Pedestrians wearing face masks cross a road during a Lunar New Year of the Rat public holiday in Hong Kong on January 27, 2020, as a preventative measure following a coronavirus outbreak which began in the Chinese city of Wuhan.
Pedestrians wearing face masks cross a road during a Lunar New Year of the Rat public holiday in Hong Kong on January 27, 2020, as a preventative measure following a coronavirus outbreak which began in the Chinese city of Wuhan.
Photo: Anthony Wallace (AFP/Getty Images)

In the last few days, there have been a number of shifts in the current COVID-19 outbreak that have put the world on even greater alert and made the declaration of a pandemic almost inevitable. At the time I write this, there have been more than 80,000 cases confirmed across the globe (pdf). Brazil has confirmed its first coronavirus case (imported from Italy); Italy has 400 cases (and 12 deaths); while Iran has 100 plus cases (and 19 deaths). It is still important to note that the majority of the infected cases are from mainland China (in Wuhan, the capital of the Hubei province, where the outbreak originated), but it is clear that infected cases are spreading across the world.

The United States has been tracking this outbreak closely, and the Centers for Disease Control and Prevention recently discussed the likelihood of not just more cases in the U.S., but also the potential to significantly disrupt society. A large-scale disease outbreak can be highly disruptive, as we’ve already seen in other impacted countries. The CDC’s message served as a sober reminder that if this outbreak persists, our ability to maintain our way of life—going to work and church, traveling via public transportation, frequenting the grocery store—could be altered by public health measures necessary to contain further spread of COVID-19.

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But let’s look at the full picture for a minute. There’s a lot more happening in the country than the potential for this outbreak. Many major communities are still recovering from the major disasters we’ve seen in prior years, and we are in the midst of one of the worst flu seasons we have seen in years. The current flu season is showing high activity in almost every state. To date, the CDC has reported more than 29 million reported cases, leading to 280,000 hospitalizations and 16,000 deaths (105 in children). There are a serious set of public health challenges facing the world right now, and the opportunity for our communities to prepare is now.

Preparedness is always difficult at the individual level—the idea of stocking up on a bunch of supplies and investing in things you might need if a disaster strikes can be difficult to prioritize in the midst of other realities. This is true for hurricanes and other natural disasters, but especially true for disease outbreaks.

This burden is even greater in marginalized communities—for both preparedness and dealing with the impacts of a crisis. The burden to invest money in preparing one’s household, facing the realities of property loss, or even dealing with the struggles faced with lost income from days without work can be enough to strain anyone.

The flu season has been enough to strain communities. With vaccine hesitancy at an all-time high and many communities of color still skeptical about the benefits of a flu vaccine, there is already risk of serious illness from an active flu season (especially for unvaccinated groups). The COVID-19 outbreak compiles the risk, especially with fatality rates that appear to be worse in patients with chronic diseases or co-morbidities. There is still so much to learn about the virus, and new information (and guidance) will be shared from public health experts as the outbreak unfolds. This is a difficult public health communication challenge—sharing new information without causing doubt or panic—which can be a harder message to deliver in marginalized communities.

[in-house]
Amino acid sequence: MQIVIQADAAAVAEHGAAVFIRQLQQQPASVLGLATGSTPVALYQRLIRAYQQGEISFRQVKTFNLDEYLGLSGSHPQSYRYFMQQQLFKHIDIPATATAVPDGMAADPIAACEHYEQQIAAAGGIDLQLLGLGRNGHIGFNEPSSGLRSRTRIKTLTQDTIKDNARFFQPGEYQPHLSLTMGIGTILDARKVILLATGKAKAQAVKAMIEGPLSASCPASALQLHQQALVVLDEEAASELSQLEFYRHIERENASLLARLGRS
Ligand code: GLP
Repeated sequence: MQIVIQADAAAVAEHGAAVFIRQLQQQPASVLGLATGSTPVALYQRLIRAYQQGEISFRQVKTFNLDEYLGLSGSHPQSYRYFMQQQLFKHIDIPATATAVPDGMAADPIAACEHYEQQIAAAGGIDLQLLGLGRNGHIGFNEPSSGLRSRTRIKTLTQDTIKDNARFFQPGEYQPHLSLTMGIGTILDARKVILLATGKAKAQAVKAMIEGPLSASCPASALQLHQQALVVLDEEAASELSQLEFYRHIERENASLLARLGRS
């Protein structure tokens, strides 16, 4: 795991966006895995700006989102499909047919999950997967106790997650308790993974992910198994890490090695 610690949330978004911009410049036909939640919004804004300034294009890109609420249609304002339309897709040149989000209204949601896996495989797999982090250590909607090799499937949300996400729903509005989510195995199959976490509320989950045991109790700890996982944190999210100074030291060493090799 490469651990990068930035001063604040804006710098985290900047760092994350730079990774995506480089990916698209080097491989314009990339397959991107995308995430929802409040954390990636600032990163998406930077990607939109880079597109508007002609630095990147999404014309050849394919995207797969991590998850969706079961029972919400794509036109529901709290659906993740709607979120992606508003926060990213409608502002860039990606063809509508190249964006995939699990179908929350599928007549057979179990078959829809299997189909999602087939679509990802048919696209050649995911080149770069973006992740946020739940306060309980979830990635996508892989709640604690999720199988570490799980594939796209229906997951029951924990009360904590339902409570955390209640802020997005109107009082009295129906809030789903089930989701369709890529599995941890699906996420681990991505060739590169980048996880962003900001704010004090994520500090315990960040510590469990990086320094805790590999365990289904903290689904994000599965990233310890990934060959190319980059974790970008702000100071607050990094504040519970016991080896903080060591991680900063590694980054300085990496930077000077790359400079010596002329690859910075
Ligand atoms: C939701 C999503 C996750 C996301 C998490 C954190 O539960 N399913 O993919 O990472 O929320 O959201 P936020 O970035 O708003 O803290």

Right now, there are no available vaccines to take to prevent COVID-19 infection, however there are things that can be done to begin to prepare your families and communities. First, panic is never a good crisis strategy. Talk to your loved ones about their plans to protect themselves (and their communities) in the case of an outbreak, and talk about how you can support one another. Plan and prepare together.

Second, rely on information from public health experts only. There is a lot of misinformation that has been spread about the novel coronavirus, some of which can be harmful. Only follow credible sources of information—this is especially important as we learn more about the virus and new guidance is shared.

Third, while our healthcare system is not perfect, is it robust enough to support patients during crises like these. Communicate with your physician, pharmacist, or another healthcare provider should you have concerns (or symptoms). They are prepared to support you.

Finally, practice standard public health protection methods to prevent transmission. Those practices are still the best protection. Hand-washing, avoiding excessive contact with your face, and safely practicing social distancing if you are feeling ill are still the best ways to prevent disease transmission.

This is a rapidly evolving situation. As the outbreak continues, preventing further outbreak will require all hands on deck to protect our communities.


Dr. Nicolette Louissaint serves as the executive director of Healthcare Ready, where she leads organizational initiatives to meet the most pressing patient needs before, during and after natural disasters, disease outbreaks and catastrophic events. Prior to joining Healthcare Ready, Nicolette was the senior adviser to the State Department’s Special Coordinator for Ebola during the height of the Ebola Epidemic of 2014. Follow her on Twitter.

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